section 3.1, the user knows what he signs∗but he does not sign enough parameters forthe system to be fully secure. On the other side, in ING’s case, the user does not knowwhat he signs at all, which leaves open a possibility for an attacker in control of hisweb browser to modify all the parameters of the transaction.It is possible to prevent the use of a modiﬁed browser by trying to enforce the useof certiﬁed and signed programs conjointly with the security module. However, theuse of an external device that cannot be modiﬁed without the user’s knowledge, thatare distributed and veriﬁed by the bank and work on challenge-response base is betterthan any security module installed on a complex and unsecure environnement like apersonal computer. More generally, any software present on a computer is potentiallya source of weaknesses since it can be attacked/modiﬁed. Such environment shouldtherefore be considered as more insecure.3.5.2 Using ING’s DigipassThe second method for ING’s website’s identiﬁcation process requires the use of a stan-dalone unconnected device with a digital screen and a numeric keypad called Digipassby ING. However, Contrary to the Digipass used by Dexia, Fortis, KBC and Centea,ING’s Digipass is not a smart card reader and therefore does not require the use ofthe user’s bank card.When a customer completes a transaction, he is asked to sign thetransaction through his Digipass and with the knowledge of the Digipass’s 5 digits PINcode.When a user U signs a transaction AUM,C−−→DAE using that service, the website onlyasks the user to sign a 12 digits value R, i.e. σ = SignU (R).To improve the level of security, a signature σ involving all the parameters of thetransaction (AU , AE, M, C and D) should be considered, σ = SignU (AU , AE, M, C, D, R).3.6 Deutsche BankThe Deutsche Bank online banking service, called Online Banking, requires the useof card, called Code card, associated to the user, identiﬁed by a serial number andused for the array of 5x8 ([A; E] × [1; 8]) codes of four 10-based digits displayed on itssurface.Prior to performing a transaction, the user has to use his login, password and theCode card to identify himself with the website. In this case, no unconnected securitydevice are used, the password is veriﬁed by the website itself. When a user U conﬁrmsa transaction AUM,C−−→DAE using that service, the website asks the user one of the 40possible codes present on the Code card. In this case, as you will by now have guessed,all the parameters of the transaction are subject to man in the browser attacks.Moreover, if a user loses his password, he simply has to call the helpdesk of thecompany and identify himself. The human operator will ask him 1 of the 40 codes ofthe Code card (for example A3). Afterwards, a new password will be sent by mail.Notice that the Code card will not be renewed even if the user just revealed a partof his secret (i.e. one code) on an unsecure channel to an unindentiﬁed human (theoperator could be dishonest, the call might have been redirected or someone mighthave been listening to the line or to the user’s room door).Since the website awaits for the code only for a limited amount of time, the browsercan easily reveal all the secret codes. Indeed, if the user takes too much time toanswer, the website will ask another code. Therefore, the browser could slow himselfdown when asked to submit the conﬁrmation code to the website. The browser could∗Even though, even if the user inputs the amount in his Digipass to generate the signature, he hasno proof that the values he inserted in his device were really used to generate the signature.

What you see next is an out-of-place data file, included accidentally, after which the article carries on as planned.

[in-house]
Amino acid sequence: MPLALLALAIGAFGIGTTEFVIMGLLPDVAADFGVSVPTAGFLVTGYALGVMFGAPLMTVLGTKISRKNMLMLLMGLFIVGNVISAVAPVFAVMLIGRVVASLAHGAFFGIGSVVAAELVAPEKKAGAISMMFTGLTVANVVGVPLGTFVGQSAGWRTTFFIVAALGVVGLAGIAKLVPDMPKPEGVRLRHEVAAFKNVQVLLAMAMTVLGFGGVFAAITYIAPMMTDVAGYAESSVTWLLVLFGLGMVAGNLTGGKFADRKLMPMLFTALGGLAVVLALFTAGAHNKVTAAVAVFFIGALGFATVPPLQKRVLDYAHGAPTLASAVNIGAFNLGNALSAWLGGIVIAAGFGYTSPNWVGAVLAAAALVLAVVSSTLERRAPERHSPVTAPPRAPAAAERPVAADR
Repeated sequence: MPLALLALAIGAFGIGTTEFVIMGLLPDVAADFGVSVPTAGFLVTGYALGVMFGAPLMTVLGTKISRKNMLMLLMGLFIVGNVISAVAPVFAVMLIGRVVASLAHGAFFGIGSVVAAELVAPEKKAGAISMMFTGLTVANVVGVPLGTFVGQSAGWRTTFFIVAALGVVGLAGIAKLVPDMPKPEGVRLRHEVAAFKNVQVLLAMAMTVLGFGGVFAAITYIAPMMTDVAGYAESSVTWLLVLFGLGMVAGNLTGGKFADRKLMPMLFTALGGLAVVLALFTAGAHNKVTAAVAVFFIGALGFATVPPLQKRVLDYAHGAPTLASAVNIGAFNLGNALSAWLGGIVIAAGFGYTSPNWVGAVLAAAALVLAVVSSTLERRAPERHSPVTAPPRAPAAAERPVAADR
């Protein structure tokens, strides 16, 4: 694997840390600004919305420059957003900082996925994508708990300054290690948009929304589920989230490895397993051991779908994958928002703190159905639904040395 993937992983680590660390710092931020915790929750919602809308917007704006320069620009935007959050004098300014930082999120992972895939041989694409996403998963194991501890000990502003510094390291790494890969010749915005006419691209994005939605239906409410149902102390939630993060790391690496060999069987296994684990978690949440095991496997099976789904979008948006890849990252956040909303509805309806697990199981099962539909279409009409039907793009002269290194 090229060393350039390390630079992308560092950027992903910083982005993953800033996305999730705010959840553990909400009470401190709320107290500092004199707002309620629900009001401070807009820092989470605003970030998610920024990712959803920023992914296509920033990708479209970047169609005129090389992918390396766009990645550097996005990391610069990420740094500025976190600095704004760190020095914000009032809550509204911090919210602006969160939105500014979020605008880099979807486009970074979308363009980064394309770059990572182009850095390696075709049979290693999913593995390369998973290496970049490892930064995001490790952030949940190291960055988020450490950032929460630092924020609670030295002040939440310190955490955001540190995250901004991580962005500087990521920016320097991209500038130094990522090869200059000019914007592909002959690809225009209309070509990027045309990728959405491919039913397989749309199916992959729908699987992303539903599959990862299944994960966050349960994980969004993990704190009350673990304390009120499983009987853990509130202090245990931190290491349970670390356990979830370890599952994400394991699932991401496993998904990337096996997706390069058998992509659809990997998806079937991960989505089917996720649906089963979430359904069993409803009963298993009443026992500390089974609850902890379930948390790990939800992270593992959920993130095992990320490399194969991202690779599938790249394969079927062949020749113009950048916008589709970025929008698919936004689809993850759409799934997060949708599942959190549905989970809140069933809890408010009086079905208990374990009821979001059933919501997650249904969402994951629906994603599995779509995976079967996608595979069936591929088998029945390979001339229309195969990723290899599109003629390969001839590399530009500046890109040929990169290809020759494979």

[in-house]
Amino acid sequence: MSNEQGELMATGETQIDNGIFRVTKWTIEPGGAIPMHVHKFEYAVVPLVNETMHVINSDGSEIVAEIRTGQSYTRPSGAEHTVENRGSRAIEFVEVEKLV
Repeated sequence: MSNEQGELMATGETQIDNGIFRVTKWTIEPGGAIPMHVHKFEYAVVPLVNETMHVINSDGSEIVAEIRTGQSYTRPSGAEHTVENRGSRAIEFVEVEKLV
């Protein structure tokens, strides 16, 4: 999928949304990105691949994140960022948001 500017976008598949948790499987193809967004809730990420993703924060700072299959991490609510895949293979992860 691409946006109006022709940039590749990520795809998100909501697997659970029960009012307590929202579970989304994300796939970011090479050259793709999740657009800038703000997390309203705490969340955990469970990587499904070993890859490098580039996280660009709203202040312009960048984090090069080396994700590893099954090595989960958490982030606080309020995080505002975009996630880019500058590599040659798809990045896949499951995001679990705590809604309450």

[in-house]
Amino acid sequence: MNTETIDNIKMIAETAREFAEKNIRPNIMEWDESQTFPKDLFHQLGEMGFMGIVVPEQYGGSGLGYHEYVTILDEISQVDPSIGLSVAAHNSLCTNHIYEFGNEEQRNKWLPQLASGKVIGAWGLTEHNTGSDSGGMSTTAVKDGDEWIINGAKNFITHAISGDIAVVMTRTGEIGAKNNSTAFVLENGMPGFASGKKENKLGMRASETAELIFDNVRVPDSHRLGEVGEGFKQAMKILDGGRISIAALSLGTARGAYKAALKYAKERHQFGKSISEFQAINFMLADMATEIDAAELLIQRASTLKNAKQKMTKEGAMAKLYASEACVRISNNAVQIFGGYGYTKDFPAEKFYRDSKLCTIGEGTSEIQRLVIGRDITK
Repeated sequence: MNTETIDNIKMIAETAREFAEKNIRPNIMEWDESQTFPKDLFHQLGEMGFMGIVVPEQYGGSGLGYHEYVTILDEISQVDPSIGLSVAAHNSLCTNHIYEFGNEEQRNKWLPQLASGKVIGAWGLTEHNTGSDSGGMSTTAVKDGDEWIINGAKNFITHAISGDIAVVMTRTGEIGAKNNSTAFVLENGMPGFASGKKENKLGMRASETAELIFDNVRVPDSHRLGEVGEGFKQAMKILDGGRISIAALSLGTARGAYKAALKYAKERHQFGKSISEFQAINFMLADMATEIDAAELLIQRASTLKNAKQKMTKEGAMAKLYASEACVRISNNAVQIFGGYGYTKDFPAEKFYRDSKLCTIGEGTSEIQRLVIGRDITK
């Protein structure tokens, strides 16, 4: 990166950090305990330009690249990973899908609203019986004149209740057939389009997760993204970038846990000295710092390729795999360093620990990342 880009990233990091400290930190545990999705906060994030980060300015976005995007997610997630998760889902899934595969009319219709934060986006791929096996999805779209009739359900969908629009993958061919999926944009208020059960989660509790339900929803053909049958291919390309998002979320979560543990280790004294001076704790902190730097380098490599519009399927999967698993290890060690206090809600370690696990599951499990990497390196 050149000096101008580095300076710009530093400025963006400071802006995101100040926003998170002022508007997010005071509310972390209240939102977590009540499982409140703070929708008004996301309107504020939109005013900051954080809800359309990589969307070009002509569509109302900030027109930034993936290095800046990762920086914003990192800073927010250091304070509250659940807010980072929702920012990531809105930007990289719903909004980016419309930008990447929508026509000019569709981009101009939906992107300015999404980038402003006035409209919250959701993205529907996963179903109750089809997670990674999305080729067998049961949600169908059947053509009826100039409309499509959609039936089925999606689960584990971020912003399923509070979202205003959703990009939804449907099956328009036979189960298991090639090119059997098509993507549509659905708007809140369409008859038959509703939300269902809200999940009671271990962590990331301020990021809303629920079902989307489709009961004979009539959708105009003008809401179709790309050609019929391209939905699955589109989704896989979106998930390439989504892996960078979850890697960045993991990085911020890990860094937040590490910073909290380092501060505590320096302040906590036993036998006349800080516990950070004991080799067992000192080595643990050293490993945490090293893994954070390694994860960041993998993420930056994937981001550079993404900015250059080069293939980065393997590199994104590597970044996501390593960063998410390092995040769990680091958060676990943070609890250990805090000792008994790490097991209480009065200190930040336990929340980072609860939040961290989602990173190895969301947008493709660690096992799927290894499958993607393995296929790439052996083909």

do so by faking a slow network and/or computer without the user suspecting anything.Moreover, the browser could even faking the sending of the code to the website andask the user to enter several codes each times he wishes to authenticate with the onlinebanking service.One might argue that the Deutsche Bank’s website, using virtual keyboards, isprotected against malwares trying to capture the codes. However, it has been demon-strated that such systems are not secure . Moreover virtual keyboards are sometimeseven less secure than regular keyboard regarding an attacker in the same room whocan watch the user interact with the website since the user interact slower with thevirtual keyboard than the real one.3.7 KeyTradeThe KeyTrade online banking service  requires the use of a standalone RSA SecurIDdevice  equipped with a screen (called Keytrade ID) of which the serial is associatedto his login.†Prior to performing a transaction, the user has to authenticate with thewebsite using the knowledge of his login, password and a code, called Keytrade ID code,generated with his Keytrade ID. Afterwards, the user can complete the various ﬁeldsrequired for his transaction and conﬁrm that transaction using a secondary password,which is diﬀerent from the authenticating password.In other word, once again, the code inserted by the user in the browser which will besent to the bank’s website to conﬁrm the transaction does not depend on the parametersof the transaction. Therefore, a modiﬁed browser could send false informations to thebank’s website using the same code of conﬁrmation without the user’s knowledge.4 ConclusionIn conclusion, none of the systems we had the opportunity to observe did protect allthe parameters of the transaction. To the best of our knowledge, the one protectingthe most each transaction is the one provided by BNP Paribas Fortis which onlyprotects the amount to be transferred and the account of destination in case of a singletransaction. We discovered the existence of identiﬁcation systems for video-gamesthat ensure a stronger security than the one used by some online banking systems.For instance, a version of the identiﬁcation system of Activision-Blizzard’s MassivelyMultiplayer Online Role-Play Game, World of Warcraft (used by approximatively 11millions paying subscribers i.e. around the size of the whole Belgian population) hasa procedure similar to the KeyTrade online banking system which appears to be moresecure than the Code card system of the Deutsche Bank since the pool of conﬁrmationcodes asked when a user wishes to identify himself is not limited to the contrary of thesystem used by the Deutsche Bank.References Philipp Guhring, Concepts against Man-in-the-Browser Attacks, Financial Cryp-tography, FC++ number 3, 2007 number 3, 2006 Ryan Naraine, Hacker demos how to defeat Citibank’s virtual keyboard, http://blogs.zdnet.com/security/?p=195, 2007 (last checked 21th march 2010) Stan Hegt, Analysis of Current and Future Phishing Attacks on Internet BankingServices, Master’s Thesis, Eindhoven University of Technology, 2008)†Other authentication methods are being developed by KeyTrade as can be seen on their website.